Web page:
MAF was once a vibrant New Orleans engineering hub, ranging back to the Saturn program and throughout the career of the Space Shuttle. Giant structures such as the External Tanks used to take shape inside its open floor buildings and High Bays, prior to taking a barge journey to the Kennedy Space Center (KSC).
The botched transition to the Constellation Program (CxP) removed the promise to be a smooth handover to the Beyond Earth Orbit (BEO) program. With its cancellation, the vast majority of the MAF workforce were laid off as the final External Tank headed out into the Gulf of Mexico.
The cull of MAF’s skilled workers – in a region that was still fighting back from Hurricane Katrina – still hurts when speaking to former employees, with a general feeling NASA’s leadership put their political alliances before the man on the factory floor – highlighted by NASA administrator Charlie Bolden’s failure to officially announce the Space Launch System (SLS) when lawmakers had requested it.
MAF leaders had hoped for an announcement within a timescale that may have allowed them to save a large number of workers, as was seen in their actions to extend the period prior to handing out WARN notices, several times, before finally losing patience with the stalling tactics in Washington DC.
With the car lot all-but empty, only a trickle of work continued inside MAF, as the majority of the facility was handed over to Jacobs Technologies.
While the BP oil company took control of BLDG 451 – otherwise known as the LH2 proof test building – to store the blow out preventer that caused the Gulf oil spill in 2010, some of the remaining workforce found themselves with job sheets that had nothing to do with the space program, as they spent some of their days removing equipment to make space for a string of production companies to use the facility to film scenes for blockbuster movies.
However, MAF is now fighting back, with Orion work resulting in the construction of the Exploration Flight Test -1 (EFT-1) vehicle, since shipped to KSC for outfitting.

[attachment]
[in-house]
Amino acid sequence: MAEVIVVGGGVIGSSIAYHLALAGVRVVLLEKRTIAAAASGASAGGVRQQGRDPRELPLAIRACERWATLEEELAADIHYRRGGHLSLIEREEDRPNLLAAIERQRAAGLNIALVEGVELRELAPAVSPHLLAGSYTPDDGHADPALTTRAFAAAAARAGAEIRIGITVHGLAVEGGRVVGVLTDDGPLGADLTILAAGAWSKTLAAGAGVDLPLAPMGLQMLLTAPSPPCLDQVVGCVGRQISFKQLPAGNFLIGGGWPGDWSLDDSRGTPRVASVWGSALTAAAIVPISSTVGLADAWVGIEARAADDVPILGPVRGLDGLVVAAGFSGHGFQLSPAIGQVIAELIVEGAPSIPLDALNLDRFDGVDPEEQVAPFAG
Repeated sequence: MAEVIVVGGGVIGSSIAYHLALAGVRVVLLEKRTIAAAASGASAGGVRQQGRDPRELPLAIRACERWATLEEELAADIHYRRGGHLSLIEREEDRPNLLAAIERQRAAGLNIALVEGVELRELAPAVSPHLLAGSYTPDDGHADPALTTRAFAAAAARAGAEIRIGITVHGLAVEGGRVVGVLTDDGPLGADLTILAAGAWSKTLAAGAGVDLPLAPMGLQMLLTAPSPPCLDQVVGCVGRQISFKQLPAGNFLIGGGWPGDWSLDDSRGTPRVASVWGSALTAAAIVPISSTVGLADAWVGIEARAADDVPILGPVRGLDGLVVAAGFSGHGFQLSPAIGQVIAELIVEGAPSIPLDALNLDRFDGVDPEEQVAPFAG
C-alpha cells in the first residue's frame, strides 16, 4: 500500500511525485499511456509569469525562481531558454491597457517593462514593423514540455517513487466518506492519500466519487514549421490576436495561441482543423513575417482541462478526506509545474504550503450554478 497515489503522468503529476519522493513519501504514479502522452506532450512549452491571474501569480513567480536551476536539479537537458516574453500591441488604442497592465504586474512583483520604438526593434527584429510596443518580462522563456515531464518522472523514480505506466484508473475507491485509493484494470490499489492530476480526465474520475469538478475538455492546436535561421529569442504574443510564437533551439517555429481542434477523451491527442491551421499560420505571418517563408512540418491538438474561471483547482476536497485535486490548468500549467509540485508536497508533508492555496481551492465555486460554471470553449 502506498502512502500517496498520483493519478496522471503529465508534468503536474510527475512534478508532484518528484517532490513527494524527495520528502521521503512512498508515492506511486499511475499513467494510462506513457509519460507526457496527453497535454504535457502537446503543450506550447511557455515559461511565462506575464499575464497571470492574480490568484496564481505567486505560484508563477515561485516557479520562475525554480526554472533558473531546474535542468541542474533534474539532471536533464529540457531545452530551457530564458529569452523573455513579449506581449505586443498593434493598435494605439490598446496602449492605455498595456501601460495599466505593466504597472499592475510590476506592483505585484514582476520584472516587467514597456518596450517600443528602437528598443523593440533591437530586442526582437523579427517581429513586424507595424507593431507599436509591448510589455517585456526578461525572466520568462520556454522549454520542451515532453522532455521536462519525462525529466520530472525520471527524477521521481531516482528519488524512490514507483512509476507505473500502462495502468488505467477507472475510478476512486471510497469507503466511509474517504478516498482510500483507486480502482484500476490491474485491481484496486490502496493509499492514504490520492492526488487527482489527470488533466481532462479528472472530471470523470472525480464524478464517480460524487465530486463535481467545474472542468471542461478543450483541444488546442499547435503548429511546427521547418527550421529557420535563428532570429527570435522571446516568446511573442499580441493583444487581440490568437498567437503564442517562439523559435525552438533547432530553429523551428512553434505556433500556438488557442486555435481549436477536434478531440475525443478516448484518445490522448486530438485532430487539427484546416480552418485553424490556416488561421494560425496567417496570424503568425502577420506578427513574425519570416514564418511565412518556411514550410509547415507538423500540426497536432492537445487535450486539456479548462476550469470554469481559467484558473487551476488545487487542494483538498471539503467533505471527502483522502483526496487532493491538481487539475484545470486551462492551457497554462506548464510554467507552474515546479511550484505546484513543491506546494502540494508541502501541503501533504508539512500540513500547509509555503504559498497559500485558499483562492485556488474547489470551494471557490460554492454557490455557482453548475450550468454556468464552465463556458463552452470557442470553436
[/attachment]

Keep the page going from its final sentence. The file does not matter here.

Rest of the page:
Preparations are also now under way for modify buildings – such as MAF’s High Bays – ahead of construction work on the SLS that will initially focus on the huge core stage that has large amounts of heritage with the Shuttle ET.
And now MAF can look forward to hosting composite aiframe fabrication for Dream Chasers, thanks to the deal between SNC and Lockheed Martin.
This effort leverages the extensive Lockheed Martin experience in building composite structures for spacecraft and high performance aircraft and will see parts of the commercial crew spacecraft take shape under the same roof as NASA’s Orion, a spacecraft that is under the contract of Lockheed Martin.
“We are pleased to join the SNC Dream Chaser team. Lockheed Martin brings with it tremendous human-rated space flight knowledge from our significant experience with large, human-flight structures, including 135 flights with the Space Shuttle’s external fuel tanks,” said Jim Crocker, vice president and general manager, Civil Space, Lockheed Martin Space Systems Company.
“We feel we can share many synergies between the Orion exploration spacecraft and the Dream Chaser lifting body space vehicle. This provides a great opportunity to take NASA’s investments in crew exploration capabilities and leverage them toward commercial transportation to low Earth orbit.”
(Images via SNC, L2 and Lee Jay Fingersh/NASASpaceflight.com)